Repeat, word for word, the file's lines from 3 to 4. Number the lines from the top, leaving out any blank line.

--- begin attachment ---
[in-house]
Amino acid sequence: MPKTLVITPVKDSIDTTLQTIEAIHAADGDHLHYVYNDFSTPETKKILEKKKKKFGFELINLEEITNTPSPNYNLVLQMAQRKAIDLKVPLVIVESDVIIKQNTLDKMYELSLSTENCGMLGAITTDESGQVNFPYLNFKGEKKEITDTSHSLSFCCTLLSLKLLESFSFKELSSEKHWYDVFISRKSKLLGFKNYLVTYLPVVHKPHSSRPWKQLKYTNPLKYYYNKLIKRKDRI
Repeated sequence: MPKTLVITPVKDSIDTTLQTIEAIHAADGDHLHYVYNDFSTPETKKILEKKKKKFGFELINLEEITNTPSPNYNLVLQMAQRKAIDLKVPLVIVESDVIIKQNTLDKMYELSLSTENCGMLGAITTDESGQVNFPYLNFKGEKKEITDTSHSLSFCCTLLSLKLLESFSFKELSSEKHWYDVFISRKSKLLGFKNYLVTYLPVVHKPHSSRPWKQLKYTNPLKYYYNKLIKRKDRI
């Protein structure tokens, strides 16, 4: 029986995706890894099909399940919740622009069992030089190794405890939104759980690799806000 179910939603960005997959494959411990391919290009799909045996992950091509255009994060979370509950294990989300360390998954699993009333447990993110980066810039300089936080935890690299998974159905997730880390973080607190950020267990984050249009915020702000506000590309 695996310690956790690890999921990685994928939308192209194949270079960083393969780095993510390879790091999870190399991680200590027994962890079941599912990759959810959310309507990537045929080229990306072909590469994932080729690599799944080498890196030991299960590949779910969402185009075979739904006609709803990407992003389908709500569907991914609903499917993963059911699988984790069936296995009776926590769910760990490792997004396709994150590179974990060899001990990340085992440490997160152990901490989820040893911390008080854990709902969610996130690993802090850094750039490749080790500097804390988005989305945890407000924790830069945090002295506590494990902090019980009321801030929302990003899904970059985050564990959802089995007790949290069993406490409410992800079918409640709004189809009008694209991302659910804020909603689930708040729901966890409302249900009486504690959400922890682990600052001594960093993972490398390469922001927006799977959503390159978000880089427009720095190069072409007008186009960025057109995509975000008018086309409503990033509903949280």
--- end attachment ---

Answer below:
Repeated sequence: MPKTLVITPVKDSIDTTLQTIEAIHAADGDHLHYVYNDFSTPETKKILEKKKKKFGFELINLEEITNTPSPNYNLVLQMAQRKAIDLKVPLVIVESDVIIKQNTLDKMYELSLSTENCGMLGAITTDESGQVNFPYLNFKGEKKEITDTSHSLSFCCTLLSLKLLESFSFKELSSEKHWYDVFISRKSKLLGFKNYLVTYLPVVHKPHSSRPWKQLKYTNPLKYYYNKLIKRKDRI
């Protein structure tokens, strides 16, 4: 029986995706890894099909399940919740622009069992030089190794405890939104759980690799806000 179910939603960005997959494959411990391919290009799909045996992950091509255009994060979370509950294990989300360390998954699993009333447990993110980066810039300089936080935890690299998974159905997730880390973080607190950020267990984050249009915020702000506000590309 695996310690956790690890999921990685994928939308192209194949270079960083393969780095993510390879790091999870190399991680200590027994962890079941599912990759959810959310309507990537045929080229990306072909590469994932080729690599799944080498890196030991299960590949779910969402185009075979739904006609709803990407992003389908709500569907991914609903499917993963059911699988984790069936296995009776926590769910760990490792997004396709994150590179974990060899001990990340085992440490997160152990901490989820040893911390008080854990709902969610996130690993802090850094750039490749080790500097804390988005989305945890407000924790830069945090002295506590494990902090019980009321801030929302990003899904970059985050564990959802089995007790949290069993406490409410992800079918409640709004189809009008694209991302659910804020909603689930708040729901966890409302249900009486504690959400922890682990600052001594960093993972490398390469922001927006799977959503390159978000880089427009720095190069072409007008186009960025057109995509975000008018086309409503990033509903949280």